It’s rare these days that a total stranger will take time and thought to help you.
Let me go back to the beginning.
I have a beautiful old wall clock. It’s one of my most treasured possessions. The case is Australian, marquetry from early last century, and very clearly hand made; slightly quirky, slightly wonky, and ravishingly elegant. I loved it on sight and bought it at a time when I couldn’t really afford it. It has a loud, assertive strike on the hour, and a solid brass movement. Seven years ago, when I was lucky enough to live somewhere with a talented and skilled clockmaker and repairer, I had the movement completely over-hauled and parts of it repaired, other parts newly fabricated to replace bits worn past repair. Until about 6 months ago, my lovely clock gave sterling, reliable and elegant service.
And then it started to go a bit iffy. It has taken a while, but I had to take the clock out of service for fear of causing real damage. The movement was clearly tilting forward from the top inside the case. The clock has no back access door, and the only clues were that the pin holding the hour and minute hand in the centre of the face, and the two winding pins (for the movement and the strike), were no longer correctly aligned with their holes in the clock face, they were tilting downwards and rubbing on the edges of the holes. I live thousands of kilometres from good, reputable, capable and creative clock makers and menders. So, yes, I hit the internet.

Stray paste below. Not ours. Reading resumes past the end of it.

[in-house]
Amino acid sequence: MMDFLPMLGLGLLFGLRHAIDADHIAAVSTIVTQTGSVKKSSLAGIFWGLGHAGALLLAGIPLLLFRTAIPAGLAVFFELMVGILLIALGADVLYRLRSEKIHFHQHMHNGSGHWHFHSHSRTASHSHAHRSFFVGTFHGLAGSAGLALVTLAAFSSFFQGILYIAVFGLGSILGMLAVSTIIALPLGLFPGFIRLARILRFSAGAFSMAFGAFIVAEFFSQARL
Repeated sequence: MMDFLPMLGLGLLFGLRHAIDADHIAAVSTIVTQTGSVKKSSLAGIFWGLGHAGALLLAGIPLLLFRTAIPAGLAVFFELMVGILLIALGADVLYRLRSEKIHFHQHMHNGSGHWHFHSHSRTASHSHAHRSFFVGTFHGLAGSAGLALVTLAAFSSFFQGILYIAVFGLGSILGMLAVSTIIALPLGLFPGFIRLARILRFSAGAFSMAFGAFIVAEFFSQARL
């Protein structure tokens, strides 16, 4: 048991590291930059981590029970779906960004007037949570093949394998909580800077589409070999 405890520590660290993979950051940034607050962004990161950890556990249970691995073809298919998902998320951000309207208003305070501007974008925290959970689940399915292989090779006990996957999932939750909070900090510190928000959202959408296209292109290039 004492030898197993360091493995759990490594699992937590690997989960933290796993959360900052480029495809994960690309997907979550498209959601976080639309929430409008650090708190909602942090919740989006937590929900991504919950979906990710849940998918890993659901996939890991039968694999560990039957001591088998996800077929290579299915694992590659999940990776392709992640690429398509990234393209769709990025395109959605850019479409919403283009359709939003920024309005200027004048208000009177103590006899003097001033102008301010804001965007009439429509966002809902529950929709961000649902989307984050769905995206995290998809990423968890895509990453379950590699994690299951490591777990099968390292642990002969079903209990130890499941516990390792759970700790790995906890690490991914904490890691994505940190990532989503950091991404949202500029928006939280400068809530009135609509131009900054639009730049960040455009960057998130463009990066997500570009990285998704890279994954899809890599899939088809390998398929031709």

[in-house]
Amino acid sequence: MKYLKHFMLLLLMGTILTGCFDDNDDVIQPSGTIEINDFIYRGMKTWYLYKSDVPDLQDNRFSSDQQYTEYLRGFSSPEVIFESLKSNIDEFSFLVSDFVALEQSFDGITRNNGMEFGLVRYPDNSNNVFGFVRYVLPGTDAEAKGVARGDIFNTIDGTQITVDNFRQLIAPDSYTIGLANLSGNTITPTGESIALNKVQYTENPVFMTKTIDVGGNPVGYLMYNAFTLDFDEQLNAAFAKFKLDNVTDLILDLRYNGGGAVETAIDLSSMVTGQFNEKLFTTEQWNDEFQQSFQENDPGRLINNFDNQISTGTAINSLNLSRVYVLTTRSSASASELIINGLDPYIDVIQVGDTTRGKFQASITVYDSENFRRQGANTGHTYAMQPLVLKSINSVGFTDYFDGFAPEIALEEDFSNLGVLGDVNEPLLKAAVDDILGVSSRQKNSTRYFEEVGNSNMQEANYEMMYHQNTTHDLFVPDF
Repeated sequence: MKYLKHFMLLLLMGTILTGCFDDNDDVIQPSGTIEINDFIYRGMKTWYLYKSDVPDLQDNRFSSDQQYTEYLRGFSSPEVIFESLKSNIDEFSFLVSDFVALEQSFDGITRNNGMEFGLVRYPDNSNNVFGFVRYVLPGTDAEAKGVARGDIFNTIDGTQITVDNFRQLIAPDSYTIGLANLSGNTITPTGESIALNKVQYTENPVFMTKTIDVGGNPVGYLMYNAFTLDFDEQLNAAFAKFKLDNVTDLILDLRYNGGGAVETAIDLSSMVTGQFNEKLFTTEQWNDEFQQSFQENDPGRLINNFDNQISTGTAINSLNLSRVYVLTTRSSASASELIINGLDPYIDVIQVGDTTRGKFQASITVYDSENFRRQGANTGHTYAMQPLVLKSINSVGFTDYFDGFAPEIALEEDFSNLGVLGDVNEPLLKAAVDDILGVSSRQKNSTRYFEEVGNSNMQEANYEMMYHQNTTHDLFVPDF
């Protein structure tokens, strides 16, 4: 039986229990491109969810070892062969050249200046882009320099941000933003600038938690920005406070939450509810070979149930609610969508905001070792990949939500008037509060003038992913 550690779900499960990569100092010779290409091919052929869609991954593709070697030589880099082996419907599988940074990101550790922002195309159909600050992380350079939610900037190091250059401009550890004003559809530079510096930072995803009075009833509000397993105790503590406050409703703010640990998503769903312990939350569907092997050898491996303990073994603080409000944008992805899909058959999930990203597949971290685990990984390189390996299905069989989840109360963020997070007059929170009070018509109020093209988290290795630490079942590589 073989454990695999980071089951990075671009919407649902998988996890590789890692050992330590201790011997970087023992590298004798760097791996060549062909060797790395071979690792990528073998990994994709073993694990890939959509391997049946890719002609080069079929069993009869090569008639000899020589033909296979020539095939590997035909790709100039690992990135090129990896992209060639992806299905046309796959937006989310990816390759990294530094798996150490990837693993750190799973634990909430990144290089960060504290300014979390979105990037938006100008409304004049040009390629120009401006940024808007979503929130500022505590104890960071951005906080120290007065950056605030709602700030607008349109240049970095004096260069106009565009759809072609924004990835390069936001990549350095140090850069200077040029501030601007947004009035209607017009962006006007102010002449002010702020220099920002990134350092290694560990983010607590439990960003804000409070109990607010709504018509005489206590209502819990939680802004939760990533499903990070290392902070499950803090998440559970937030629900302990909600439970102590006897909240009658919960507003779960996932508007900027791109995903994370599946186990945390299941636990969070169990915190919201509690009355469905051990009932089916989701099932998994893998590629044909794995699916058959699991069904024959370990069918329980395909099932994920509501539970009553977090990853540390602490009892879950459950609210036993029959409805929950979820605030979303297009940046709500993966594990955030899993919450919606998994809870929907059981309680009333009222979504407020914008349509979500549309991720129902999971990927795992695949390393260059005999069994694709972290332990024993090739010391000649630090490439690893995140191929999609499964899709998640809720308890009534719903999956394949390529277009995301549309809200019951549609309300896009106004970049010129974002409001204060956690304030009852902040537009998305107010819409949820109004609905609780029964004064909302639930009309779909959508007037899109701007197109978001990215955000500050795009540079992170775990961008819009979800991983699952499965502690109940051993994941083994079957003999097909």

There is a super-kind, super-helpful man called Gordon, who has a super-useful website in the UK which you can find at http://www.horologica.co.uk. He has set up this website not only to showcase the clocks he has for sale, and give information about his very comprehensive repair service, but he’s also been thoughtful enough to prepare an enormous quantity of useful information for enthusiasts, the curious, the ignorant and those, like me, in need of help. Despite the distance and time difference involved, after an exchange of information, questions and answers, Gordon was able to help me fix my beloved clock across 18,000km. Once he’d seen a photo, he knew exactly what was going on. Remove the hands, unscrew the face and check out the 4 small screws that hold the movement inside the case. Tighten if necessary, glue in some slivers of wood for the screws to bite into if the wood round the holes is worn, give the pendulum a gentle downwards tug to ensure it hasn’t ridden up, and reassemble. Tick tock tick tock tick tock tick tock Boing!
Gordon has been so kind that the very least I can do is give him a shout out both here and on his own feedback page. He’s a classic example of one of those people who don’t measure out kindness by the thimbleful, but pour it out generously.
Thanks, Gordon. You’ve put a smile back on my dial….